Interestingness is the quantification of the ability of an image to induce interest in a user. Because defining and interpreting interestingness remain unclear in the literature, we introduce in this paper two new notions, intra- and inter-interestingness, and investigate a novel
set of dedicated experiments.
More specifically, we propose four experimental protocols: 1/ object ranking with a pre-defined word list, 2/ pair-wise comparison, 3/ image ranking and 4/ eye-tracking. We take advantage of experimenting on the same dataset to draw potential links between
the collected data and to state on the agreement between subjects. While we do not evidence a relationship between the local (intra) and global (inter) notions of interestingness, we do observe correlated outputs throughout the different protocols. Beyond the low or moderate values obtained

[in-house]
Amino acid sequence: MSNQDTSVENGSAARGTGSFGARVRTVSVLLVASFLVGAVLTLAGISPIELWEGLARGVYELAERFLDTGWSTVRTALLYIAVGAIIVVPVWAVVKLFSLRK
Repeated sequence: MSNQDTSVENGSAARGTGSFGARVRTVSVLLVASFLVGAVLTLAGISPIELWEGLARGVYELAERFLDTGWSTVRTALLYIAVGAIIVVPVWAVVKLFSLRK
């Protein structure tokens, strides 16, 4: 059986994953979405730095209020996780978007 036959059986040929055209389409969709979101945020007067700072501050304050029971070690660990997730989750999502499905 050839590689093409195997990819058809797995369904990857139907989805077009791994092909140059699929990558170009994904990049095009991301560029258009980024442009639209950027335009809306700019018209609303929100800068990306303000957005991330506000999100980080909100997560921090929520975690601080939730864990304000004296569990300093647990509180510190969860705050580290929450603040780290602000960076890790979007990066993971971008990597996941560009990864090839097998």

from inter-rater agreement metrics, we point out the experimental reproducibility to argue about the universal nature of the interestingness notions.
In addition, we bring deep insights on the relationships between interestingness and 7 other criteria, some of them already pointed
out in the literature as being linked with interestingness. Unusualness and emotion seem to be the strongest enablers for interestingness. These insights are highly relevant for future work on modeling.